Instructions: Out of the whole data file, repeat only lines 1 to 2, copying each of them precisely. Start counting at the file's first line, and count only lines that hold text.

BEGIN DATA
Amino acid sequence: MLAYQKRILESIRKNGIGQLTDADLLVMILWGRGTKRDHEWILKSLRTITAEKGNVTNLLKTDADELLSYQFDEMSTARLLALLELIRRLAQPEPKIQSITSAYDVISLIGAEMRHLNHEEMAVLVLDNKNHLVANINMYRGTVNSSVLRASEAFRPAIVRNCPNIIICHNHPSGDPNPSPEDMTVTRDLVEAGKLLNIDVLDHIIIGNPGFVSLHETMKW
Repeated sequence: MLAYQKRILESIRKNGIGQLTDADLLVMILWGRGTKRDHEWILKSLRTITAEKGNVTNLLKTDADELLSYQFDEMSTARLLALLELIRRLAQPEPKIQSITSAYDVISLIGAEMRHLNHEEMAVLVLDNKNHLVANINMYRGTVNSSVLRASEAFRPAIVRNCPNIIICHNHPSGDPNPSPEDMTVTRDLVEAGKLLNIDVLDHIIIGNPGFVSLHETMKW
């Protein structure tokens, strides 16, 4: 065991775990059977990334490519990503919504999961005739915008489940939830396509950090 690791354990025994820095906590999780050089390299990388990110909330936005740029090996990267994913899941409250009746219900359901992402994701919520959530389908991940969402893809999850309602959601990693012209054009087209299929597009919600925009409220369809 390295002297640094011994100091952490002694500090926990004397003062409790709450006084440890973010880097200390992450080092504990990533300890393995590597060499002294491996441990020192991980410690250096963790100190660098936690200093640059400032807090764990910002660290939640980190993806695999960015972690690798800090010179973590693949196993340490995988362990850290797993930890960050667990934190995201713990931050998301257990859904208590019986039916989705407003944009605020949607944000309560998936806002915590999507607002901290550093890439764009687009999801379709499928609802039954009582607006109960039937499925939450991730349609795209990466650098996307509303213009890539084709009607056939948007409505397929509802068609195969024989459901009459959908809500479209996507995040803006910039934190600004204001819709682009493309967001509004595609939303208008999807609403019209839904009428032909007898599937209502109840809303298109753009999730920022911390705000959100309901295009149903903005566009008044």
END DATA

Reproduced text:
Amino acid sequence: MLAYQKRILESIRKNGIGQLTDADLLVMILWGRGTKRDHEWILKSLRTITAEKGNVTNLLKTDADELLSYQFDEMSTARLLALLELIRRLAQPEPKIQSITSAYDVISLIGAEMRHLNHEEMAVLVLDNKNHLVANINMYRGTVNSSVLRASEAFRPAIVRNCPNIIICHNHPSGDPNPSPEDMTVTRDLVEAGKLLNIDVLDHIIIGNPGFVSLHETMKW
Repeated sequence: MLAYQKRILESIRKNGIGQLTDADLLVMILWGRGTKRDHEWILKSLRTITAEKGNVTNLLKTDADELLSYQFDEMSTARLLALLELIRRLAQPEPKIQSITSAYDVISLIGAEMRHLNHEEMAVLVLDNKNHLVANINMYRGTVNSSVLRASEAFRPAIVRNCPNIIICHNHPSGDPNPSPEDMTVTRDLVEAGKLLNIDVLDHIIIGNPGFVSLHETMKW